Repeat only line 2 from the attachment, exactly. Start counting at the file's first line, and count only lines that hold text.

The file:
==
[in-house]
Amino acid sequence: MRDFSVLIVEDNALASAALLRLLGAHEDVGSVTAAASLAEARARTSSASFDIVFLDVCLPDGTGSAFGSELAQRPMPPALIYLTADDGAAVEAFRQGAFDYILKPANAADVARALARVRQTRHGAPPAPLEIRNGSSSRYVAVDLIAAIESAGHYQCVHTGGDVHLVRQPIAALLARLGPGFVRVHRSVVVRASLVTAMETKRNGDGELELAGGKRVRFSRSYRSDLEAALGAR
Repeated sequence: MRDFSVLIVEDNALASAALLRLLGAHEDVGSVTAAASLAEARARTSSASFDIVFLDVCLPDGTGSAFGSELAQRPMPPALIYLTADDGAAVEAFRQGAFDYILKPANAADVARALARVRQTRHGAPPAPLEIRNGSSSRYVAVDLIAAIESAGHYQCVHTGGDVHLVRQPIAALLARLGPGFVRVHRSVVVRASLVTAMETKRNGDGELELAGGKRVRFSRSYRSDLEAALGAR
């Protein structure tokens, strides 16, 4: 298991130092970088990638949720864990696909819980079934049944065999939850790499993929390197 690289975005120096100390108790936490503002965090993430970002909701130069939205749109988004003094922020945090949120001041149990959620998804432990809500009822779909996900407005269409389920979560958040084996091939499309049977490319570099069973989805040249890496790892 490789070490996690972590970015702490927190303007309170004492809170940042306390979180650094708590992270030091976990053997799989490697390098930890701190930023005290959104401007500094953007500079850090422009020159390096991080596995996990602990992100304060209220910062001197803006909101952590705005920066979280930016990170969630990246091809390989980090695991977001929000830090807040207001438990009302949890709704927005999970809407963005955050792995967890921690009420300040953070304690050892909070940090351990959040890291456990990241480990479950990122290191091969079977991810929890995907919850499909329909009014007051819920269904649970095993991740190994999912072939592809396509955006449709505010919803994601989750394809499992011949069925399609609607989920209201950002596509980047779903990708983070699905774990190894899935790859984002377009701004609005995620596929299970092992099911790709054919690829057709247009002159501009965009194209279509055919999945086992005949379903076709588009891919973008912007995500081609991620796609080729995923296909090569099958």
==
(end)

Amino acid sequence: MRDFSVLIVEDNALASAALLRLLGAHEDVGSVTAAASLAEARARTSSASFDIVFLDVCLPDGTGSAFGSELAQRPMPPALIYLTADDGAAVEAFRQGAFDYILKPANAADVARALARVRQTRHGAPPAPLEIRNGSSSRYVAVDLIAAIESAGHYQCVHTGGDVHLVRQPIAALLARLGPGFVRVHRSVVVRASLVTAMETKRNGDGELELAGGKRVRFSRSYRSDLEAALGAR